In Her Words: Living With Anxiety
By Aliya Schneider
Earlier in my college experience, anxiety made eating, going to sleep, getting up, sitting through class, finding a place to study, getting a cold, facing an interaction that didn’t go as expected, and basically any decision, feel harder than it had to. Things like getting up in the morning can be difficult for everyone, but I reached a point where my anxiety was actively preventing me from living my life the way I wanted to, and should have been able to.
I never really thought about myself as having anxiety until those close to me started mentioning it, during my first semester at Barnard. In high school, I had the same heart-pounding scramble anytime I had to be somewhere, and the same long-ended thoughts that made me obsess over certain sounds or situations. But part of the trick of my anxiety-driven, jam-packed schedule was that there was no time for me to figure out how I grapple with anxiety, or, ironically enough, that it’s something I experienced at all. College lifted previous structures from my life and forced me to figure out new ones. I learned that I had been gradually putting more and more heavy rocks into my metaphorical backpack, that, once at Barnard, was no longer able to stay intact.
With intentions of comforting me, people at Barnard told me that everyone experiences anxiety. At the time, this caused me to minimize focusing on improving my mental health. Since other people experienced anxiety in worse ways, or had struggled more with mental health than me, or because people prescribed the same word to more minor disruptions in their lives, my experience did not feel valid. I thought people thought I was lazy while I was using so much energy for everything. I couldn’t control my energy in class or at home. Even when I pretended to feel better, my inner dialogue had constant worry. Feeling a loss of control over myself was disempowering, and feeling like it wasn’t a valid experience was worse.
My anxiety isn’t going to go away. But I’m much more content with my friends making fun of me for needing to wash away the warmth on my hand from the subway pole, or breathing through my irritability at the person chewing popcorn behind me. I still overthink things, but in a way I can accept how I’m skewing them in my head.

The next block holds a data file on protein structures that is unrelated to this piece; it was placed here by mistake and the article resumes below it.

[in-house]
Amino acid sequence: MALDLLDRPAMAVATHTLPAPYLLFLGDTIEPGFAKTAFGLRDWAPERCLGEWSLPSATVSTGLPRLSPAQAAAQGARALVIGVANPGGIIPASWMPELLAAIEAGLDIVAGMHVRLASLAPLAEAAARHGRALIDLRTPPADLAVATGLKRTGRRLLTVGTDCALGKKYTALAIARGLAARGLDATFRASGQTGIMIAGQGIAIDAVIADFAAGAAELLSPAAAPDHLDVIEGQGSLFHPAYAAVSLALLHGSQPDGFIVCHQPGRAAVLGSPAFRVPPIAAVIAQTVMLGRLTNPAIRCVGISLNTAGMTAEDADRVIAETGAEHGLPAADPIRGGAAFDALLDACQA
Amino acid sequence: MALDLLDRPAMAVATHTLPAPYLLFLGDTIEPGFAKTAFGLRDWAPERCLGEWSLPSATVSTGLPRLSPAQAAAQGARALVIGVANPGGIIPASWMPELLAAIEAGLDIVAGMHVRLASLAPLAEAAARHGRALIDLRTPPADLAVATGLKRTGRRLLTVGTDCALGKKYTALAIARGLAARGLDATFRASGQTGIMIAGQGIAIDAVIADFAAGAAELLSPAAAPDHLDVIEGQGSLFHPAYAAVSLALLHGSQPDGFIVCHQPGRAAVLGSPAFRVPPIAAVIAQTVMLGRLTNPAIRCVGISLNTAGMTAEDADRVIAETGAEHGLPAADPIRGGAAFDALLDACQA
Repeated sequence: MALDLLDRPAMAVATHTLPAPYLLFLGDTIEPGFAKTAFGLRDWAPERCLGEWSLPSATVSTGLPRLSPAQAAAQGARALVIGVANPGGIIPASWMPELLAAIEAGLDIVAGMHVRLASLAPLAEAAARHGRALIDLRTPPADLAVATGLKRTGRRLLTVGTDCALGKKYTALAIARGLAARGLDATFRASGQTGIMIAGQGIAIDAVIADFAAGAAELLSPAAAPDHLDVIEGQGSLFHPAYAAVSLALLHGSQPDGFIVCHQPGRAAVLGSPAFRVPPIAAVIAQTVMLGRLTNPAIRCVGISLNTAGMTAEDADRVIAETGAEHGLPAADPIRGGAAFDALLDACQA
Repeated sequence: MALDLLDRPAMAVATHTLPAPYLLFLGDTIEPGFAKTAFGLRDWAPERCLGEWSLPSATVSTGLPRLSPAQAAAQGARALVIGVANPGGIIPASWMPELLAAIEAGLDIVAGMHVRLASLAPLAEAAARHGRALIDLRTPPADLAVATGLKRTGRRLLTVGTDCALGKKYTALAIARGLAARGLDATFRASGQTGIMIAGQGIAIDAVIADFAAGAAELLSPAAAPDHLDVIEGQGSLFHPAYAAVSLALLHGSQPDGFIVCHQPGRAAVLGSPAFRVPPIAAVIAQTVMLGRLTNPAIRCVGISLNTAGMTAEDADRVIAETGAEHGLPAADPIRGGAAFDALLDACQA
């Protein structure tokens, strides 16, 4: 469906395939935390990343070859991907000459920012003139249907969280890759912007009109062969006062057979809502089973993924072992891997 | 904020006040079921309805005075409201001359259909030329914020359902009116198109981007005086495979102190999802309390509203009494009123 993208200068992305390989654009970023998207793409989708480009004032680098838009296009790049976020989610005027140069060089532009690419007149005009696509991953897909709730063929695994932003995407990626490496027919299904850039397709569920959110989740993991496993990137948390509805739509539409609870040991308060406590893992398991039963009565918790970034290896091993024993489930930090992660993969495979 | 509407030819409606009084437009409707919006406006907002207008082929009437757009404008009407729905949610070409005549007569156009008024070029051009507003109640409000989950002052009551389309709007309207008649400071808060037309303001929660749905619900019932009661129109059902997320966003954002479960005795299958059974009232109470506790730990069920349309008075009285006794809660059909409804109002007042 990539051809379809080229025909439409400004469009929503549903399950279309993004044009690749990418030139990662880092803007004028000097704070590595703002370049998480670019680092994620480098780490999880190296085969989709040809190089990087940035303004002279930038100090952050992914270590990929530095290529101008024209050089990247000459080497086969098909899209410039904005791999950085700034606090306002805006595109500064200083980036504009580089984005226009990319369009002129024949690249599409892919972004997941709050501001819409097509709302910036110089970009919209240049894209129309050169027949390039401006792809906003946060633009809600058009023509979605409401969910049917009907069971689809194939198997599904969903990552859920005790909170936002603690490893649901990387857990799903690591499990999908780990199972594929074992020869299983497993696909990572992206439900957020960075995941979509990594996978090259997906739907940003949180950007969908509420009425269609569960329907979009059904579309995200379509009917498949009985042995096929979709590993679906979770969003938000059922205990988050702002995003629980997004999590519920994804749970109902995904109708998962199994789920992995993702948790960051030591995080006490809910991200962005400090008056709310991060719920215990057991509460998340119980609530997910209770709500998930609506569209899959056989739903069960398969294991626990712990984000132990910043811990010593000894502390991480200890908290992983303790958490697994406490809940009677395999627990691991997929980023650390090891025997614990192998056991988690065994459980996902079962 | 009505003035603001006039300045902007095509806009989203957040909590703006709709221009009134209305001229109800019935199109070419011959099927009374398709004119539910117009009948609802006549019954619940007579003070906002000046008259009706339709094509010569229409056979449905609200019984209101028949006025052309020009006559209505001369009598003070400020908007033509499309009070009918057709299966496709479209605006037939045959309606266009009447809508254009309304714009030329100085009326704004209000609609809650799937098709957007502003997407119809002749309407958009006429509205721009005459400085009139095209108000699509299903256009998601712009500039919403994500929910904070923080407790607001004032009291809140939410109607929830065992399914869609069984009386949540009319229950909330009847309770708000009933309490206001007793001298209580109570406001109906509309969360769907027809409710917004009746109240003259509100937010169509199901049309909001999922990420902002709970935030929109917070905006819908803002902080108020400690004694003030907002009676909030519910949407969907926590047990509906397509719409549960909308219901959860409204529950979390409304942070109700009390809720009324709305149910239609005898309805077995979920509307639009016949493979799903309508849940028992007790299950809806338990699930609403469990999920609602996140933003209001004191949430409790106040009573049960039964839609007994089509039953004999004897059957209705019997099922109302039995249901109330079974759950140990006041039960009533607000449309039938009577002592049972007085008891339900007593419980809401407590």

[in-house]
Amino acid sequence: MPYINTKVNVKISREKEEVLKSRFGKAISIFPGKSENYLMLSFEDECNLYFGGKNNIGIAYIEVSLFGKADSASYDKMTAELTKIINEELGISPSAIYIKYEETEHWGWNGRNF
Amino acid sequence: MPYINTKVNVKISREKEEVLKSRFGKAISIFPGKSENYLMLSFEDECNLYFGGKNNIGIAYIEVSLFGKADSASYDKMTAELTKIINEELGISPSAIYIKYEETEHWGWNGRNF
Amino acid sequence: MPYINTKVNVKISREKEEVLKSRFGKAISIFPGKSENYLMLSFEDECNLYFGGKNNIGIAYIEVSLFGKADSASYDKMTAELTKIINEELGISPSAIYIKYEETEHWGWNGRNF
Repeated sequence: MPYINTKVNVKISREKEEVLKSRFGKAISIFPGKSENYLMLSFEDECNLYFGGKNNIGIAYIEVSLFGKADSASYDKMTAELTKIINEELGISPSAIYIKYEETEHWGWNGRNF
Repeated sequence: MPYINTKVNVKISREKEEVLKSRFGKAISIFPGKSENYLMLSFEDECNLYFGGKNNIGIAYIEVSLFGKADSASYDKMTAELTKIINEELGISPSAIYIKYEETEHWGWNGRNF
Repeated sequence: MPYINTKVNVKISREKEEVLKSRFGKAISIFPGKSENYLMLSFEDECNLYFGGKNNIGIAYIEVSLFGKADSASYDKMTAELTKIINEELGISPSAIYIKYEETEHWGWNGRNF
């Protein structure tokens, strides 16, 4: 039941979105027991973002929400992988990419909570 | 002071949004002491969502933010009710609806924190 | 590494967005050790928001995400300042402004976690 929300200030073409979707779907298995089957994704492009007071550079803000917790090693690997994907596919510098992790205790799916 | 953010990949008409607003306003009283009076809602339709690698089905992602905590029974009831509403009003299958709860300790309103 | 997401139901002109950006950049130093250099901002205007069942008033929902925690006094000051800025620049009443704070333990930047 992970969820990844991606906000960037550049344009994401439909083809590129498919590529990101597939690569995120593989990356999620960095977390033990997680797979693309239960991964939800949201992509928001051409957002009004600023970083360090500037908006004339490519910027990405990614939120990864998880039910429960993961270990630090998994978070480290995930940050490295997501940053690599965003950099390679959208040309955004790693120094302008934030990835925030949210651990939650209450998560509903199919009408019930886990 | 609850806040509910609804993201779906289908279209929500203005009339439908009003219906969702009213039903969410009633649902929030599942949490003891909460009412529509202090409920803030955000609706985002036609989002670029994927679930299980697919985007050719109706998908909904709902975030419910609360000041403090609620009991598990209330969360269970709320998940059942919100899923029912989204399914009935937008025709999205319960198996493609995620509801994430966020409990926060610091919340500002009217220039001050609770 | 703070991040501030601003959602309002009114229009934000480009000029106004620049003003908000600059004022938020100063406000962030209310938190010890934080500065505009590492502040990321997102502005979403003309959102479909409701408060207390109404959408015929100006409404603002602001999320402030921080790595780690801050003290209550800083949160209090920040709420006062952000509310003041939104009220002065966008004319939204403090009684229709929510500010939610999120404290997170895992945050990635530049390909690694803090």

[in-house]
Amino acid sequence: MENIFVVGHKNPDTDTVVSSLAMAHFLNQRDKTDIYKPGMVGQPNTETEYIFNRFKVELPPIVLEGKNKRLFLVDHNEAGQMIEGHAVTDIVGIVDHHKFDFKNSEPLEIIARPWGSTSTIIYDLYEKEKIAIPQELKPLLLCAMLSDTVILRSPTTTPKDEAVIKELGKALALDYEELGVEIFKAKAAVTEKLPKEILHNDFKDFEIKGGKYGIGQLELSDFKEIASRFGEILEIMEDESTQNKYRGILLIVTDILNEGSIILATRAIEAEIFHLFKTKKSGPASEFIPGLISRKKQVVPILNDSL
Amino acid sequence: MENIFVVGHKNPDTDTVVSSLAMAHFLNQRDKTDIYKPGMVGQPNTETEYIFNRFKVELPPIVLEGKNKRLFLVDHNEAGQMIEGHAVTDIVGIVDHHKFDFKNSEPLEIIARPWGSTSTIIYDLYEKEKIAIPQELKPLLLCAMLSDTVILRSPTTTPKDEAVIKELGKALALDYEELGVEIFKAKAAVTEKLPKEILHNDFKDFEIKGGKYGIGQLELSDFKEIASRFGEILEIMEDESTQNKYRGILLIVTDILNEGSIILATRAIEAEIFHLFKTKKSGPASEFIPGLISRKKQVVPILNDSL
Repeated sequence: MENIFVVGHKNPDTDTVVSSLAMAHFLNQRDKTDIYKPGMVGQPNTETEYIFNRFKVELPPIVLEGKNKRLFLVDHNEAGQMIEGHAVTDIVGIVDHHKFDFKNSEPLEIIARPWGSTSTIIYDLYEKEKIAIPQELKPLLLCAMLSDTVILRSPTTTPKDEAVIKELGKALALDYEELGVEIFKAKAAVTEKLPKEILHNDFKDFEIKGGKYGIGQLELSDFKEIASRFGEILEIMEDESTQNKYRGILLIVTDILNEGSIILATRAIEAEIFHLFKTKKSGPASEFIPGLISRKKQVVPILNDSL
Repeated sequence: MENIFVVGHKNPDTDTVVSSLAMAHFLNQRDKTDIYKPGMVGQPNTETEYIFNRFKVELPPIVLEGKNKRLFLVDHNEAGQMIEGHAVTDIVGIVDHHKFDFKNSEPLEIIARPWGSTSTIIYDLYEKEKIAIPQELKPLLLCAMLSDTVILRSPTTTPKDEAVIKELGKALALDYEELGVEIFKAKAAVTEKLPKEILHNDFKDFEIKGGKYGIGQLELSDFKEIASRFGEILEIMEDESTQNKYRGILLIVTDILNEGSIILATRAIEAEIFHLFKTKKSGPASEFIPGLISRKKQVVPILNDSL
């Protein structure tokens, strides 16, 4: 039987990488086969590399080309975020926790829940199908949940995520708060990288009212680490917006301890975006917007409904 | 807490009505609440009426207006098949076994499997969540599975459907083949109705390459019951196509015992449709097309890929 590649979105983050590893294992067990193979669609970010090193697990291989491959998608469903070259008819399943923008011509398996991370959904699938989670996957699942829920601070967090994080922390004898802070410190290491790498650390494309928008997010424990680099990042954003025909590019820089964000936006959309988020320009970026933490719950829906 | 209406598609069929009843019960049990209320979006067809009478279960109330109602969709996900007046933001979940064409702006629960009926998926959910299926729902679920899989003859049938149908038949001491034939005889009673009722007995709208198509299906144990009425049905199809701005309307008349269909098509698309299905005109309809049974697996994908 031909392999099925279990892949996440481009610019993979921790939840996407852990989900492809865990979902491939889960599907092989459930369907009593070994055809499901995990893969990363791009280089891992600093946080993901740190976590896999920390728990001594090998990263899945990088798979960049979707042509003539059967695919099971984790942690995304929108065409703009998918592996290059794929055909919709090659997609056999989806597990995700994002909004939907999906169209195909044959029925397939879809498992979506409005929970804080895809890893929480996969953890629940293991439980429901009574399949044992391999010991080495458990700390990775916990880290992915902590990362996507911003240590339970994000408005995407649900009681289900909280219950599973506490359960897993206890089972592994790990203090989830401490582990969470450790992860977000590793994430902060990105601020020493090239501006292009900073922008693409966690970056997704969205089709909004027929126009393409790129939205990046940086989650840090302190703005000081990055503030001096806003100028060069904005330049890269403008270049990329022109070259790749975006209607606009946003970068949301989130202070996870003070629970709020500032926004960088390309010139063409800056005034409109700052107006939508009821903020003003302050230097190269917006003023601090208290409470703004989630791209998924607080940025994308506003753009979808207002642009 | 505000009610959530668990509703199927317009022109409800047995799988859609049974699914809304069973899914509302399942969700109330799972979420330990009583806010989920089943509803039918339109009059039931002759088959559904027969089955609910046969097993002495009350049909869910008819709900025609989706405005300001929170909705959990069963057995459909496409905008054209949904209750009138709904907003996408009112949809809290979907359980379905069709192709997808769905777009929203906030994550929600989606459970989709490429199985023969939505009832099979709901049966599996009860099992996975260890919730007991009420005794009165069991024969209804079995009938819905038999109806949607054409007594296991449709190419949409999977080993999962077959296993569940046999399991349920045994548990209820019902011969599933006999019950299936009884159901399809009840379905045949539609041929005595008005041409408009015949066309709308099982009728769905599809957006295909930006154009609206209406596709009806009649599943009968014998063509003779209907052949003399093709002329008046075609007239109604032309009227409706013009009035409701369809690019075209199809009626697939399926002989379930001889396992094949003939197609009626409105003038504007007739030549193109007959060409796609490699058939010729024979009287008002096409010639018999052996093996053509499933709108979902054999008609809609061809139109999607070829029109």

Now, I actually respect the sentiment that everyone experiences anxiety. Accepting that anxiety isn’t a giant wall surrounding me helps me see things with more perspective, instead of blaming my anxiety for everything. However, it is important to acknowledge that people experience and react to anxiety in very different ways, similar to how other parts of our shared identities shape our experiences in different ways.
Addressing my anxiety wouldn’t have happened in a healthy way if I didn’t utilize my resources. Furman didn’t make everything magically better overnight, but it definitely guided me in feeling like I have more control over myself, even through all the times I told myself I didn’t need or deserve help. Furman listening hours, Nightline, Well Woman, Title IX, and Being Barnard are all great resources on campus. I am now able to better identify what makes me anxious and how I can respond in ways that don’t throw me into a cycle. It’s not that I can always control my anxiety, but I don’t let it always control me.